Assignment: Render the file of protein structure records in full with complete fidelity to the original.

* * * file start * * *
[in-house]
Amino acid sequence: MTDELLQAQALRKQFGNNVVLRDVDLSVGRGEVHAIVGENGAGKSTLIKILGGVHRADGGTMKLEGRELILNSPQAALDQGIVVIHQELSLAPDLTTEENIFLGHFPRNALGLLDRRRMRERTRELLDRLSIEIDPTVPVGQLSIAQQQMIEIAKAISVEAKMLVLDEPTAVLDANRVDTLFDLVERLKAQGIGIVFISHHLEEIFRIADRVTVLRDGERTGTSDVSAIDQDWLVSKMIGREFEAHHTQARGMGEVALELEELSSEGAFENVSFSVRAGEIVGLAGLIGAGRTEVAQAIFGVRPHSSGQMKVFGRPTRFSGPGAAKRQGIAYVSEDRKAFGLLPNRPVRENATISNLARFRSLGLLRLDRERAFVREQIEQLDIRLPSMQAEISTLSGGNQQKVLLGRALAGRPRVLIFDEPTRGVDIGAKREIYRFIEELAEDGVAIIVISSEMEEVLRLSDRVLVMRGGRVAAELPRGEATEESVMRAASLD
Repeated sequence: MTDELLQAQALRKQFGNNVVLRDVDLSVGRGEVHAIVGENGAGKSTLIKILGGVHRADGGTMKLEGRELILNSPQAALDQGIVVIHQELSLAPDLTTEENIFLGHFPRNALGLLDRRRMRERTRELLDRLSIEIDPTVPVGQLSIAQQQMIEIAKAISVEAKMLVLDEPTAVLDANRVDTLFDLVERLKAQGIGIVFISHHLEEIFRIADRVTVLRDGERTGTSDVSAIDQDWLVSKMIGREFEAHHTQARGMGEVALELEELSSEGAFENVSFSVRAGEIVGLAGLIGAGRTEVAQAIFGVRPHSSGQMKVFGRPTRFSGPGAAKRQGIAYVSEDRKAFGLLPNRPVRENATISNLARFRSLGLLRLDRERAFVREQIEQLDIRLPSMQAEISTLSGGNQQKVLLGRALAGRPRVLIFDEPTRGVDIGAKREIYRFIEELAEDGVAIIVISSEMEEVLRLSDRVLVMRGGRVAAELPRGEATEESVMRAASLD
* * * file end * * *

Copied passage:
[in-house]
Amino acid sequence: MTDELLQAQALRKQFGNNVVLRDVDLSVGRGEVHAIVGENGAGKSTLIKILGGVHRADGGTMKLEGRELILNSPQAALDQGIVVIHQELSLAPDLTTEENIFLGHFPRNALGLLDRRRMRERTRELLDRLSIEIDPTVPVGQLSIAQQQMIEIAKAISVEAKMLVLDEPTAVLDANRVDTLFDLVERLKAQGIGIVFISHHLEEIFRIADRVTVLRDGERTGTSDVSAIDQDWLVSKMIGREFEAHHTQARGMGEVALELEELSSEGAFENVSFSVRAGEIVGLAGLIGAGRTEVAQAIFGVRPHSSGQMKVFGRPTRFSGPGAAKRQGIAYVSEDRKAFGLLPNRPVRENATISNLARFRSLGLLRLDRERAFVREQIEQLDIRLPSMQAEISTLSGGNQQKVLLGRALAGRPRVLIFDEPTRGVDIGAKREIYRFIEELAEDGVAIIVISSEMEEVLRLSDRVLVMRGGRVAAELPRGEATEESVMRAASLD
Repeated sequence: MTDELLQAQALRKQFGNNVVLRDVDLSVGRGEVHAIVGENGAGKSTLIKILGGVHRADGGTMKLEGRELILNSPQAALDQGIVVIHQELSLAPDLTTEENIFLGHFPRNALGLLDRRRMRERTRELLDRLSIEIDPTVPVGQLSIAQQQMIEIAKAISVEAKMLVLDEPTAVLDANRVDTLFDLVERLKAQGIGIVFISHHLEEIFRIADRVTVLRDGERTGTSDVSAIDQDWLVSKMIGREFEAHHTQARGMGEVALELEELSSEGAFENVSFSVRAGEIVGLAGLIGAGRTEVAQAIFGVRPHSSGQMKVFGRPTRFSGPGAAKRQGIAYVSEDRKAFGLLPNRPVRENATISNLARFRSLGLLRLDRERAFVREQIEQLDIRLPSMQAEISTLSGGNQQKVLLGRALAGRPRVLIFDEPTRGVDIGAKREIYRFIEELAEDGVAIIVISSEMEEVLRLSDRVLVMRGGRVAAELPRGEATEESVMRAASLD